I think I can answer this up to a point. I can say that I recognize Barnaby Rudge, despite having the illustrious name of Dickens attached to it, as not a work of any great literary quality; I can recognize that King John is an unremarkable play, and that Pericles is possibly a bad play; and that I read these works not for their inherent merit, but for any light that they may cast on the much greater works written by these authors; that peaks such as Hamlet or Great Expectations can only be properly appreciated once one is aware of the plains from which they arise; and so on. But none of this really refutes the charge of star-gazing: the truth is that if King John or Barnaby Rudge did not have attached to them the magic names of Shakespeare or of Dickens, I wouldn’t have been bothering with them. In short, I, too, am a star-gazer; I, too, am happy to praise the exquisite artistry of Sachin Tendulkar without possessing anything like a full understanding of the finer points of cricket.

So does this make me more tolerant of those who gave Sir Ian’s performance of Lear a standing ovation? Of those who groaned at points won by Benneteau? Sadly, no. This is possibly a point where Matthew and Luke may have got it a bit wrong: considering the mote in one’s own eye does not incline one to be more tolerant of the mote in one’s brother’s: if anything, it has quite the opposite effect. What strange creatures we all are!

29 responses to this post.

  1. I was lucky enough to see McKellen in “The Dance of Death” where he was a phenomenon, but what a different part than Lear, what a different play.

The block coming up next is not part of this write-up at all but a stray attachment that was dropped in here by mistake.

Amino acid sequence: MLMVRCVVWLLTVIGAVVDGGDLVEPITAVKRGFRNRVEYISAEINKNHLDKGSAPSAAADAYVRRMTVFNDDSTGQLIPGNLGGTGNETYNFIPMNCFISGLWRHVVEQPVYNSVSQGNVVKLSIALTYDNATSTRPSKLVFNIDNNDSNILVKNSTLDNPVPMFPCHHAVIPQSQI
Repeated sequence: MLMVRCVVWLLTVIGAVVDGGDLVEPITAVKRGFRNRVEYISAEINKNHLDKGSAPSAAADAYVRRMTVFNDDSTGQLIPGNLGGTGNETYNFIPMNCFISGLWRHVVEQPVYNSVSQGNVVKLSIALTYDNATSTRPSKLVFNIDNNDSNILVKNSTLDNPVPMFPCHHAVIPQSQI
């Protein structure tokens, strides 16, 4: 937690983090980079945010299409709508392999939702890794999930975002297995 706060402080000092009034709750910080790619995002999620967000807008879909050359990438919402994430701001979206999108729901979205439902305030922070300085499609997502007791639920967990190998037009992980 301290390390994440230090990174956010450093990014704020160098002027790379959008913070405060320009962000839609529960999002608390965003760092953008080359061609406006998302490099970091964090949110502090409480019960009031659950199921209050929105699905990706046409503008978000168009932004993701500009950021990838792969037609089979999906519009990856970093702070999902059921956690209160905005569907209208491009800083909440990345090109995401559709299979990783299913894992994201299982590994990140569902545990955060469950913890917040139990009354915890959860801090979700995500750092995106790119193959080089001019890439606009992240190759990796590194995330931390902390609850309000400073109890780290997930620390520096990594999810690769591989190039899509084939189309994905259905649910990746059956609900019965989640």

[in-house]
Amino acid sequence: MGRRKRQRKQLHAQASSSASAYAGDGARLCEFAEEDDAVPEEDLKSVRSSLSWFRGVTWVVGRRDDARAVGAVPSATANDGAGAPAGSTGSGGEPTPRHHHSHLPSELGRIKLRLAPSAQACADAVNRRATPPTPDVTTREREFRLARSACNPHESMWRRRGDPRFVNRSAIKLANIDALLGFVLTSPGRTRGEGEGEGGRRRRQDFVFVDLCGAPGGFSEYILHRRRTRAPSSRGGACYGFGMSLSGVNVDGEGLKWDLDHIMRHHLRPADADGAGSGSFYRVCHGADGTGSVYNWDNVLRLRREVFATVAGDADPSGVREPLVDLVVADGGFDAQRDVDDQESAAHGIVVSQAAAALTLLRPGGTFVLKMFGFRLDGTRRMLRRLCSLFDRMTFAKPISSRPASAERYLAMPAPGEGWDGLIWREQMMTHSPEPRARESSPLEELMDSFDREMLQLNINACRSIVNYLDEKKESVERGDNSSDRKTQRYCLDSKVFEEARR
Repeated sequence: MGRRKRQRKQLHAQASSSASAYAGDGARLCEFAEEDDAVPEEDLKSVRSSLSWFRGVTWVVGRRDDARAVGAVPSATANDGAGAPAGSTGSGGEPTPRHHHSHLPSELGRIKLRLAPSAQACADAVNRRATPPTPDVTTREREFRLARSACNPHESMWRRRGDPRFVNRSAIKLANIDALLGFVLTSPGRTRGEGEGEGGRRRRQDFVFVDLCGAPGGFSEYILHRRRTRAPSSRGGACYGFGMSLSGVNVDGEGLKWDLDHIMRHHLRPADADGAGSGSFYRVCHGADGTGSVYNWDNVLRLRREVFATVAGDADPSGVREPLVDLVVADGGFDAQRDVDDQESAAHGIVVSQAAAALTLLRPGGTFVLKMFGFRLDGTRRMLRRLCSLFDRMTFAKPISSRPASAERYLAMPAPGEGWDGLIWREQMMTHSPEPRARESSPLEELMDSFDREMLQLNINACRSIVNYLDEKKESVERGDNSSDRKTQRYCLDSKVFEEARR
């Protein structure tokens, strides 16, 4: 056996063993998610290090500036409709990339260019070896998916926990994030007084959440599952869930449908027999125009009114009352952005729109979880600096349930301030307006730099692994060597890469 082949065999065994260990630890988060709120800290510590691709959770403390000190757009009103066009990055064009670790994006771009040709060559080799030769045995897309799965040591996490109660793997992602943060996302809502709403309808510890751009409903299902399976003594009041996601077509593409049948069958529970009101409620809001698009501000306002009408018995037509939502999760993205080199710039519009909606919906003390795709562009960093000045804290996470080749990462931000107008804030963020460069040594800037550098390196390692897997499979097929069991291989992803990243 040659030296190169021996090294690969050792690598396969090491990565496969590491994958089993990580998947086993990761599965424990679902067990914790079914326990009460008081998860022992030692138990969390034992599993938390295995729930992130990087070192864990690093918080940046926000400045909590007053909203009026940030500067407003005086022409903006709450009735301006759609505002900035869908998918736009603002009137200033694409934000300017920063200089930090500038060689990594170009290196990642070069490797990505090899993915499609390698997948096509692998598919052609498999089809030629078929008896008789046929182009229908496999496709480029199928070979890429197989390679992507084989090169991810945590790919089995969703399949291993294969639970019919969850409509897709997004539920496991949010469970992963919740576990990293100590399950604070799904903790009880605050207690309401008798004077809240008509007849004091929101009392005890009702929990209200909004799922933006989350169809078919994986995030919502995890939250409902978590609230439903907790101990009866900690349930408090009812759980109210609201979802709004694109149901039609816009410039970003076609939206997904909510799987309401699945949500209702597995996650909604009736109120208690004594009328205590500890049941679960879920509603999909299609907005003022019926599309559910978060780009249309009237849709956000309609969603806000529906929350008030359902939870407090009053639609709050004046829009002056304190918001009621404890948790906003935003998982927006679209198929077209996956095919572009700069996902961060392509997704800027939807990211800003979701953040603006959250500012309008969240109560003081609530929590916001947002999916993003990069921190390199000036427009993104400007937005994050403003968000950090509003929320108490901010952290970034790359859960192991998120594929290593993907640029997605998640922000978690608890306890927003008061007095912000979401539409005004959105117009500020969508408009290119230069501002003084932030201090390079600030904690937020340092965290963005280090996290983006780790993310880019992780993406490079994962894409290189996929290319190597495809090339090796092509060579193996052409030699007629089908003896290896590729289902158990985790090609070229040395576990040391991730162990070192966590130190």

I suppose Barnaby Rudge and Pericles also have a cultural Matterhorn-climbing appeal. If I have not read King John I have not read every Shakespeare play, which feat has a certain cultural weight, even though the view from a couple hundred meters below the summit is also darn good and it is quite an achievement to get even there. But then my name is not in the book in the tin box up on the top, so up i go. At least reading King John never killed anyone, or if it did I’d like to hear the story.


    • I saw that production of the dance of death also. You really need to see Strindberg on stage to appreciate fully what a loony he was! But yes, agreed – Ian McKellen & Frances de la Tour were both exceptional in that play. i have seen some very fine performances from McKellen in other roles, but Lear really wasn’t one of them!


  2. Surely for your analogy to work, you need not merely to praise Barnaby Rudge, blind to its faults, simply because it’s by Dickens, but at the same time disparage some other work by a lesser known writer which actually has some merit – neither of which you are in fact doing.


    • Yes, I agree, the analogy doesn’t hold. But it does worry me, though, all the same: I find myself sifting through something like, say, All’s Well That Ends Well looking for elements of greatness in it, searching out nuggets that may possibly foreshadow later and greater achievements, knowing full well that I wouldn’t have bothered looking for anything in I at all had it been written by someone else. I can’t help worrying that this, too, is a form of star-gazing. But perhaps I am being too nice in my scruples.


  3. Posted by Evie on July 3, 2012 at 7:49 pm